There are so many great restaurants to choose from in Atlanta. A great deal depends on my mood, what I want to taste and the overall experience. Many of the restaurant chefs are my friends as well. So, I guess the short version of this answer is that I am not going to answer! I like chef-driven, privately owned restaurants that exemplify food that has a place. I like seeing Will Harris' White Oak Pastures beef and Riverview Farms pork on these menus. I like knowing that I not only know the chef, but I also know the farmer. I appreciate attention to detail and fine technique. I appreciate kitchens and chefs that are respectful of the food.

I honestly cannot tell you the last time I went to an out-and-out bar! Canoe is right around the corner from me and it's a beautiful setting for a glass of wine when the weather is right. I am somewhat of a purist and don't try many of the offerings from the mixologists about town, but JCT. Kitchen & Bar has a nice area for cocktails and conversation. I also like the Ritz-Carlton in Buckhead or the St. Regis for an exceptionally civilized evening. Sometimes what really makes the perfect drink is residential furniture.

The subtitle of Chef Willis' second cookbook explains it all: 150 Refined Southern Recipes and Ways to Dress Them Up for Company. 

Q: Tell us about why cooking and food is an important part of your life.

A: I have a very firm belief that everything that we touch in life and how we react to it involves the food we eat. Politics, art, education, culture -- everything is reflected in the food we put in our mouths. I am thrilled to be able to make a living from work that I love to do. It's intensely gratifying. My personal life and professional life are very much intertwined. Cooking allows me to soar and grounds me at the same time. I cannot imagine doing anything else.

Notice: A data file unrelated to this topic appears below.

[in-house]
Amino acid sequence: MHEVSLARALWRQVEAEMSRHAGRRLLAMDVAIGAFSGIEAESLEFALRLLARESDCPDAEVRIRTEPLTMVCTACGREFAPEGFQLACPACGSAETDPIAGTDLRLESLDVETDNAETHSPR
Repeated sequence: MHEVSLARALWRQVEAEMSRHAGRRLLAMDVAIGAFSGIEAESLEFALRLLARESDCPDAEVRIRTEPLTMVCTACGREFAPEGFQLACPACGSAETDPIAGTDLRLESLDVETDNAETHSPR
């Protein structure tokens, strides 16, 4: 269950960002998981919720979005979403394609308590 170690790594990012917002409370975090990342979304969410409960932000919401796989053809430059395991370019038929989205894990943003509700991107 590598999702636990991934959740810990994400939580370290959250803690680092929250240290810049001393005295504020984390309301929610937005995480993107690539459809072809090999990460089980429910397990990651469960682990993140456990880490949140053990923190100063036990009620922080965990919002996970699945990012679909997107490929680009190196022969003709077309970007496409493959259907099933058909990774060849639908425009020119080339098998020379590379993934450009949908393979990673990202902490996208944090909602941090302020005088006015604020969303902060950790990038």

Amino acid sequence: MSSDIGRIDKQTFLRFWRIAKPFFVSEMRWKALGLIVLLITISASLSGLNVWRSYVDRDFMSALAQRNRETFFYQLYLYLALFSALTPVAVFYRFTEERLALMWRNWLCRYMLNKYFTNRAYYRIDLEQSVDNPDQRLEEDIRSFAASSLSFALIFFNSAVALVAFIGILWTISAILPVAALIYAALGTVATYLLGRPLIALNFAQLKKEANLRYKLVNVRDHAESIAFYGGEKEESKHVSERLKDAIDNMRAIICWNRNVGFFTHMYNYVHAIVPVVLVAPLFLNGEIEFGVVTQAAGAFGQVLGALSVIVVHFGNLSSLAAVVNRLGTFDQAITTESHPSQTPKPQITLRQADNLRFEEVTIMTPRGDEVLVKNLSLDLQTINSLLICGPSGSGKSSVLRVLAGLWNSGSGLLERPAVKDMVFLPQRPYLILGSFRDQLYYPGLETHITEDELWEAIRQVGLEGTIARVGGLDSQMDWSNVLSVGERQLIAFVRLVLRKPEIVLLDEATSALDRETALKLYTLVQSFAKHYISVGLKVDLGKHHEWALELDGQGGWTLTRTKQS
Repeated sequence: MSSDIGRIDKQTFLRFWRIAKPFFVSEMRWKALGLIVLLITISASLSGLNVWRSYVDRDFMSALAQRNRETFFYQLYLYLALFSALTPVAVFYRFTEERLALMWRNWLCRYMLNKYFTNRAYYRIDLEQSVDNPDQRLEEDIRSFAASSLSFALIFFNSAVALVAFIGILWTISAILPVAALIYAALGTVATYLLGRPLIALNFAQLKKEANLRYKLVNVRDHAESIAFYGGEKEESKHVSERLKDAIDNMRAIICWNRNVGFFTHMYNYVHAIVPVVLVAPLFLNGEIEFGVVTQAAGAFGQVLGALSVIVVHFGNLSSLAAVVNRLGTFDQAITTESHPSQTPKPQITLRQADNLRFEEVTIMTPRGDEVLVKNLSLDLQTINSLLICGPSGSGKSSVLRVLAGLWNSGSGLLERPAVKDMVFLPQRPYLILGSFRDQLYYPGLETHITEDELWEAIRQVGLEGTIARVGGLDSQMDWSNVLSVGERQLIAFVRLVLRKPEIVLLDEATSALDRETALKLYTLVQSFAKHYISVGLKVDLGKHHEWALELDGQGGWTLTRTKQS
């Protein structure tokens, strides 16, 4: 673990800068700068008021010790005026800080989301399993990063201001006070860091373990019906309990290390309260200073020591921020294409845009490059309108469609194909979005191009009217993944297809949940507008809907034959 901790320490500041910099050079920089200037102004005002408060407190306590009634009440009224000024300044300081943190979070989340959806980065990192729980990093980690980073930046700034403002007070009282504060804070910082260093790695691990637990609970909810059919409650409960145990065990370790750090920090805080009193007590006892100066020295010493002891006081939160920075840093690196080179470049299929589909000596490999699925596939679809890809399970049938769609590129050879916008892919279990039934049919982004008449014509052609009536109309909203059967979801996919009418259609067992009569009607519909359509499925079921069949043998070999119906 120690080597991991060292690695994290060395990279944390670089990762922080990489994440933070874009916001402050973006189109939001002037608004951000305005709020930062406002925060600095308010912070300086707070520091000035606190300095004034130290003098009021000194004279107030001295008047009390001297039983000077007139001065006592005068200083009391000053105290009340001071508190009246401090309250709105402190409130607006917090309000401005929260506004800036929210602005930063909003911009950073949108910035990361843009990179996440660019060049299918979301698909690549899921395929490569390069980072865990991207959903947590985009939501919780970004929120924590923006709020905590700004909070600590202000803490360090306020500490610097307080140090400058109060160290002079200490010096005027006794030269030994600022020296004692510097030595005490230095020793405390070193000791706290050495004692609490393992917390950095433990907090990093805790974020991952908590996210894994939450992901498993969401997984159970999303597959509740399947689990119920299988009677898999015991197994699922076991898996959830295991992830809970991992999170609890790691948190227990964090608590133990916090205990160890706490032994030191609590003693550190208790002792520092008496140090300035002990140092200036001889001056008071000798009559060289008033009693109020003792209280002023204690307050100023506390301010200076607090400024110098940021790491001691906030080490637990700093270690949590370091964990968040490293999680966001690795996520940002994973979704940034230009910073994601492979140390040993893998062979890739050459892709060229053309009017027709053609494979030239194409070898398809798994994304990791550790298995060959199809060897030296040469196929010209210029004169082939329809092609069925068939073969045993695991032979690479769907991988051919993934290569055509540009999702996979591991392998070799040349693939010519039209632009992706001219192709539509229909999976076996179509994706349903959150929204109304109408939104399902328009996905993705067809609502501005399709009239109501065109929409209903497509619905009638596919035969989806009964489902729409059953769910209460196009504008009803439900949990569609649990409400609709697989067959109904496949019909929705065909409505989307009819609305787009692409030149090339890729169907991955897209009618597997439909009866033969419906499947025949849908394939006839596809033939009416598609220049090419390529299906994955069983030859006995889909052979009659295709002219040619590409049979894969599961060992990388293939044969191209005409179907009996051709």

Q: What do you love most about Georgia?

A: I think one of my favorite parts about Georgia is our long growing season, which has created a strong and vibrant food culture that includes old-fashioned Southern, new white tablecloth Southern, and multi-cultural Southern. We've got biscuits and authentic banh mi, peanuts and real Italian pizza, fried chicken and steak frites. I am proud to be from Georgia and embrace both the challenges and advantages of living in the South.

Q: Who is your Southern hero or mentor?

A: Nathalie Dupree is my mentor in the Southern kitchen. She's a very important part of my life and has been for 20 years. My mother and my grandmother instilled the love of food and cooking in me. Nathalie took me out of their kitchens and exposed me to food, techniques and experiences I had never seen or experienced. She helped me choose L'Academie de Cuisine for culinary school, shepherded me to France to work for Anne Willan at Ecole de Cuisine LaVarenne, and even helped me get my foot in the door at Martha Stewart in New York. Our relationship has grown and evolved, and I am no longer an apprentice or junior colleague, but I will always be one of her "little chickens."

Learn more about Chef Virginia Willis at her website where you can download recipes, read her blog and purchase cookbooks.